To get people to participate effectively, you also need collaborative tools—ones that help you ensure you’ll get a better result than if you did everything yourself. And ones that help the team reach consensus quickly and effectively.
So, if you’re thinking about getting trained in collaborative leadership, you’ll also need training in collaborative project tools. It’s like deciding to be a carpenter but only having a handsaw and a hammer. You might be able to do a few crude projects, but you’ll need a full toolbox to master the craft. The same is true for project leadership, which requires both tools and the skills to use them. For example, you’ll need to be able to lead a team through a collaborative risk assessment exercise, an adoption force-field analysis exercise, the creation of a deliverables schedule, mapping out project stakeholders, etc. You also need a collaborative decision-making and problem-solving method—one that the whole team learns and uses to bring consistency and transparency to these two, highly individualized actions.
And, to create a culture of success, in addition to your collaborative leadership skills and collaborative project tools, you will need a proactive approach to accountability.
The directive approach to accountability uses a stick to coerce people into doing what they don’t want to do or to beat them up if they make a mistake.
And that’s how we end up in Mr. Show—Coupon: the Movie.
You don’t want to be in that sketch. You don’t want to create a culture of failure. So even if all those around you are beating the drum of command-and-control, you can do something different. You can create a culture of success that will help you deliver project success.
To do that, you have to rethink your approach to accountability. The Coupon: The Movie version is blame-oriented; it’s reactive.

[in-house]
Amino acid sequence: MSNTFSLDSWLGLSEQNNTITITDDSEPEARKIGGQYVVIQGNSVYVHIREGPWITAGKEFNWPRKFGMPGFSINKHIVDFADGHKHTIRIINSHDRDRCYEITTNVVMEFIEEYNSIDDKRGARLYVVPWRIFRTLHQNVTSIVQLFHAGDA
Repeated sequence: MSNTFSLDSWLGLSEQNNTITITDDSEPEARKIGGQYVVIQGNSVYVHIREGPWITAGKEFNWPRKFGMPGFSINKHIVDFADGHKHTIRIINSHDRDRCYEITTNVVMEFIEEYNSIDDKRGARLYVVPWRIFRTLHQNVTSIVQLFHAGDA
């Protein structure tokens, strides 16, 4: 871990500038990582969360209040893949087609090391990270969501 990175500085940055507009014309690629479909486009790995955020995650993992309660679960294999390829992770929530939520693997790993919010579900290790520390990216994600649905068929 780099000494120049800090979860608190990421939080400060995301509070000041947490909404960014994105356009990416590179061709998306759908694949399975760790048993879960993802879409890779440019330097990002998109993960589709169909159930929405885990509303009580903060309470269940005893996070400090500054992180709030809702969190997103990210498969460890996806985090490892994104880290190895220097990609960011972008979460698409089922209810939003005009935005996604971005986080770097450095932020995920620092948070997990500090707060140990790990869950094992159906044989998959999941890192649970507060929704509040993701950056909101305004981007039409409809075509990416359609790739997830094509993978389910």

Instead, you want to use proactive accountability. You do that by getting the team involved in planning the project with you. Through that participation, you get ownership, and through ownership, you get commitment. And that’s what you need—commitment.
Committing to Success
In proactive accountability, you don’t commit to producing anything—much less by when or for how much—until you have gotten the team involved in planning. They plan, and you facilitate that process using collaborative tools to help them do it properly.
Then, you negotiate realistic deliverables, deadlines and budgets with project sponsors. Don’t just say, “Yes, ma’am!” Stand up for your team, and make agreements that they can succeed at fulfilling. As part of the participatory planning, the team will define who is accountable for what, and they will commit to fulfill that accountability.
When people are free to make commitments, they don’t want to let the team down. And, you get their “A game.”
That’s how we tap into the collective wisdom, experience and desire to be of service from the members of the group. And that’s when projects start to be really fun and challenging. That’s when people start lining up to be on your next project because you’ve become a true leader. You can lead anything. You’ve enabled people to be successful, and that’s something people want very badly. They want to succeed, and you can help them do that.
What a great job to have!